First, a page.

You might know how to say bye in French but… How do you say hello in French??
It’s “Bonjour.” So, if there’s only one French word you’ll remember from this, let it be “bonjour.”
But, you’re a smart person. You want to learn and speak the lingo, right? So, in this guide, you’re going to learn 11 ways to say hi or hello in French. This will only take you 2-3 minutes. Also, be sure to listen to the audio for pronunciation.
By the way, you’ll want to hear REAL French pronunciation.
So, you got it.
Here are a few free French audio lessons.
Press play and listen. You’ll hear how to say hello in French and learn other words. These lessons are from FrenchPod101, a popular French learning website.
- 3-Minute French Lesson – Greetings
- Absolute Beginner #1 – Easy Self-Introductions in French
1. Bonjour! Hello!
This is, by far, the most popular way to say hello in French. When you enter a store or when you greet a person for the first time, you will use bonjour. The literal translation of bonjour is good day.
- Bon means good; jour means day.
To be polite, you should always follow your bonjour with a title such as madame for an older and/or married woman, mademoiselle for a younger and/or unmarried woman, and monsieur for a man.
Because you are literally wishing someone a good day, this word actually expires as the evening falls. This brings us to bonsoir.
2. Bonsoir! Good evening!
There is a certain time of day when bonjour becomes bonsoir.
When? No-one knows. This is a cruel secret that the French refuse to share with us. But, it appears to fall somewhere between 4PM and 6PM.
People stop using bonjour and move on to evening mode with bonsoir. The literal translation is good evening.
- Bon means good; soir means evening.
Again it is polite to also use a title with this greeting such as Bonsoir, madame.
3. Salut! Hi!
As you get to know people, you can start using the less formal expression salut to greet people.
- Salut means hi.
You can use it with people you know well. You do not need to follow salut with a title because this expression would be used with people you already know fairly well. In English we have the outdated greeting, “Salutations.” Salut is a shortened form of this similar expression.
- Hot language tip! Salut works double duty as both hi and bye as well.
You can greet your friends with salut at the start of your visit, and you can leave your friends with salut at the end of your visit.
4. Tiens! Hey!
Another less formal expression is tiens.
- Tiens means hey.
This is an expression to get the attention of someone you know well. With a peer, this word is acceptable. With someone you don’t know or someone who is older than you, avoid this term. It’s not mean-spirited. It’s just very familiar. Just as in English, it would probably be impolite to address an older person with “Hey!”
5. Coucou! Hey!
Coucou is an informal hello to people with whom you are very close and personal.
Parents use this with their children.
Close siblings might use this with each other. It conveys a more loving tone and is reserved for the special people in your life.
5. Allô! = Hello!
How do you say hello in French in the phone?
Allô is strictly for use on the telephone.
When someone answers the phone, it is correct to say allô. This is the most common greeting for a phone conversation. Also, it is common to use allô, and then follow it with bonjour as a phone greeting as in “Allô. Bonjour, Monsieur.” People want to say hello but also want wish someone a good day.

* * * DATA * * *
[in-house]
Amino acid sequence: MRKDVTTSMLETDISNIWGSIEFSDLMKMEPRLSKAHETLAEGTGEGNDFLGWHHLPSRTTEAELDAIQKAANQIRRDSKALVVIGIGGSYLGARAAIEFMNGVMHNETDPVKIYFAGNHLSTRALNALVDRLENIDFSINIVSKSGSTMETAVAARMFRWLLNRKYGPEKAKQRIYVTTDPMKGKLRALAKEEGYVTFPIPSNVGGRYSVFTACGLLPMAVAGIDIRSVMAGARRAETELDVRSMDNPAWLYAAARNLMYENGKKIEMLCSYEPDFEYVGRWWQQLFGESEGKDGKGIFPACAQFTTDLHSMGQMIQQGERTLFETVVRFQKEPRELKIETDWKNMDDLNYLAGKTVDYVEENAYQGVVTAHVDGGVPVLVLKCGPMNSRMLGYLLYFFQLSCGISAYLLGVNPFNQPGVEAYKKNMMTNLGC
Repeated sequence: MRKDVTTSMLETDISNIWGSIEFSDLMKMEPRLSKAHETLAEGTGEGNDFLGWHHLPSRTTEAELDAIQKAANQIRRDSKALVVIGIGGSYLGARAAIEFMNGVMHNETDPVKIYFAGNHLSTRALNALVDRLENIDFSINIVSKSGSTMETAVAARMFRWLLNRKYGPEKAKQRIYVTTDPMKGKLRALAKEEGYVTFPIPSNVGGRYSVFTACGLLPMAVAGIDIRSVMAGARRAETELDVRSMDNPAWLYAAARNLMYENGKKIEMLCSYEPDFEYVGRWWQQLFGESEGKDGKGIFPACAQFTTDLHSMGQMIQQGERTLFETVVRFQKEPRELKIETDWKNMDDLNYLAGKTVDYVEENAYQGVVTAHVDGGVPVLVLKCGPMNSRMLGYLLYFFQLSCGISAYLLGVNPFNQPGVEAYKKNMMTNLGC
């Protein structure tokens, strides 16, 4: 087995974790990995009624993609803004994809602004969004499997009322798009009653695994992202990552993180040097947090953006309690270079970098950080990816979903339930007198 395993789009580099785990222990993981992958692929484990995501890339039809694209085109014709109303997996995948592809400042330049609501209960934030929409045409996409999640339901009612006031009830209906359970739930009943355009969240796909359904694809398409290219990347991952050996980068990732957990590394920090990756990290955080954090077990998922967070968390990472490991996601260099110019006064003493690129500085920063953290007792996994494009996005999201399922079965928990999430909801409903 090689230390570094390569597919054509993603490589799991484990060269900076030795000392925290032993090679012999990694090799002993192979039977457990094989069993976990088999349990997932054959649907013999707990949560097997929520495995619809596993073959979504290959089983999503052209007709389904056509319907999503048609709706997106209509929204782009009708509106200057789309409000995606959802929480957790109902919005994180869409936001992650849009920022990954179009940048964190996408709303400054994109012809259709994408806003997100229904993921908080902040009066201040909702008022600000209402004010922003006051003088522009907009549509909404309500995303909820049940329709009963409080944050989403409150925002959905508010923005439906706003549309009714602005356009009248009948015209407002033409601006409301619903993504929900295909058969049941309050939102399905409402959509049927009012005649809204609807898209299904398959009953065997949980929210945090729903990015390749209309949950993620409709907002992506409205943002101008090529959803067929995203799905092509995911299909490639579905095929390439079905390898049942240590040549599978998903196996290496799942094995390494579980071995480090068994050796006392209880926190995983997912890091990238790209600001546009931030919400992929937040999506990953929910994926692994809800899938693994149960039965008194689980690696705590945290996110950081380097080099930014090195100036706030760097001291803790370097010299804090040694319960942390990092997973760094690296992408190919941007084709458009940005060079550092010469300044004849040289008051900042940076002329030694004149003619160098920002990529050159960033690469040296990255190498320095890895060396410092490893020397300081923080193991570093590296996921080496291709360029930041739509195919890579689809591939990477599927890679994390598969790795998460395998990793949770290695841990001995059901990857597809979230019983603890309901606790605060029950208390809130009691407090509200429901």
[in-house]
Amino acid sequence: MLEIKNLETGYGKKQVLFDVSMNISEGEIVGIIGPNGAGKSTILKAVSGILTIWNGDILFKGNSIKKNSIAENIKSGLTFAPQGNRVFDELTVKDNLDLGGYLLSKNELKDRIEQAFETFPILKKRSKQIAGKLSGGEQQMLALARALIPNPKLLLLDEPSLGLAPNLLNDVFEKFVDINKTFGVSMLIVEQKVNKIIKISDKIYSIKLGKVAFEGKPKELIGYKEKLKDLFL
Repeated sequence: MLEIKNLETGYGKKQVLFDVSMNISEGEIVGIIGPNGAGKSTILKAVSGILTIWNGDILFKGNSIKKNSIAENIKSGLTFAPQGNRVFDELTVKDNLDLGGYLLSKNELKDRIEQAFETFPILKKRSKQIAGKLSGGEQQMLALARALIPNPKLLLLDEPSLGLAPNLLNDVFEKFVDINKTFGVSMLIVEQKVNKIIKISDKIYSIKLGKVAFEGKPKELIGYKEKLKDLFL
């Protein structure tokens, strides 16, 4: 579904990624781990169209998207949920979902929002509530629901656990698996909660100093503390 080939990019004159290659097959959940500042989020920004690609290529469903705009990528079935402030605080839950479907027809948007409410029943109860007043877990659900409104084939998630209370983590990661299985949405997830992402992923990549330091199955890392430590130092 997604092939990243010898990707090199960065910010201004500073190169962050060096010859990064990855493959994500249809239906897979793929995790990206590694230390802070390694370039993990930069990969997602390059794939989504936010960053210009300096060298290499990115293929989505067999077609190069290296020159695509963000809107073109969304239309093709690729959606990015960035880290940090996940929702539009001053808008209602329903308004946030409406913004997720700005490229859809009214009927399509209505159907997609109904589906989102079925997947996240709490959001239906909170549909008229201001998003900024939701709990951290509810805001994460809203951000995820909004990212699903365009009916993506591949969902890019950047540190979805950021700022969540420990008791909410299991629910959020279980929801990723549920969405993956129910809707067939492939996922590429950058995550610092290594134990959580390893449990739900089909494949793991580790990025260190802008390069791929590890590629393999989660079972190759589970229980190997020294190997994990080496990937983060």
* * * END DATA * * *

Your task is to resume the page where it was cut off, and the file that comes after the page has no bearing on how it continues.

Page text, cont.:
6. Comment allez-vous? How are you?
Even people who have never learned any French will often be familiar with the expression comment allez-vous.
- It is a question that literally asks how are you going.
English speakers would more closely translate this to “how are you” or “how are things going.” This is a formal expression because it uses the formal you (vous.) This expression would be used for people who are older or for people you do not know very well. A common response would be Je vais bien which means I am doing well.
7. Comment vas-tu? How are you?
This is just a bit less formal than comment allez-vous.
- The literal translation is the same: how are you going.
However, this expression uses the less formal you (tu.) Use this expression only with people you already know and people whom you would consider your peers.
8. Comment ça va? How is it going?
This is an informal way of checking in with people who are your friends or close acquaintances. This expression literally means how does it go. A common informal response would be ça va bien which means it is going well.
9. Ça va? How is it going?
This is another informal way of asking your friends and close acquaintances how they are doing.
- Ça va literally translates to it goes.
If things in your life are just average, you can answer the question with the same exact phrase, ça va, which tells your friend it’s going. If it’s going well, you can say ça va bien. It is possible to have an entire mini-French conversation using only this expression: — Ça va? — Ça va. Ça va? — Ça va.
10. Quoi de neuf? What’s new?
Although quoi de neuf literally means what is new, it can also be interpreted as what’s happening or what’s up.
This is a friendly expression that can be used to catch up with people you haven’t seen in awhile. It can also just be used to check in with friends.
11. Bienvenue! Welcome!
When greeting someone who is arriving in your home or to a new place, bienvenue is the most common expression to use.
- Bienvenue breaks down into two words.
- Bien which means well and venue which means come.
They combine to mean welcome. This is also the phrase that you will see on signs at the airport to greet you as you arrive in France.
Now you know a whole bunch of ways to say hello in French.
If you want to review and remember these phrases forever, print this page out.
What’s next? Check out my next lesson.
– The Main Junkie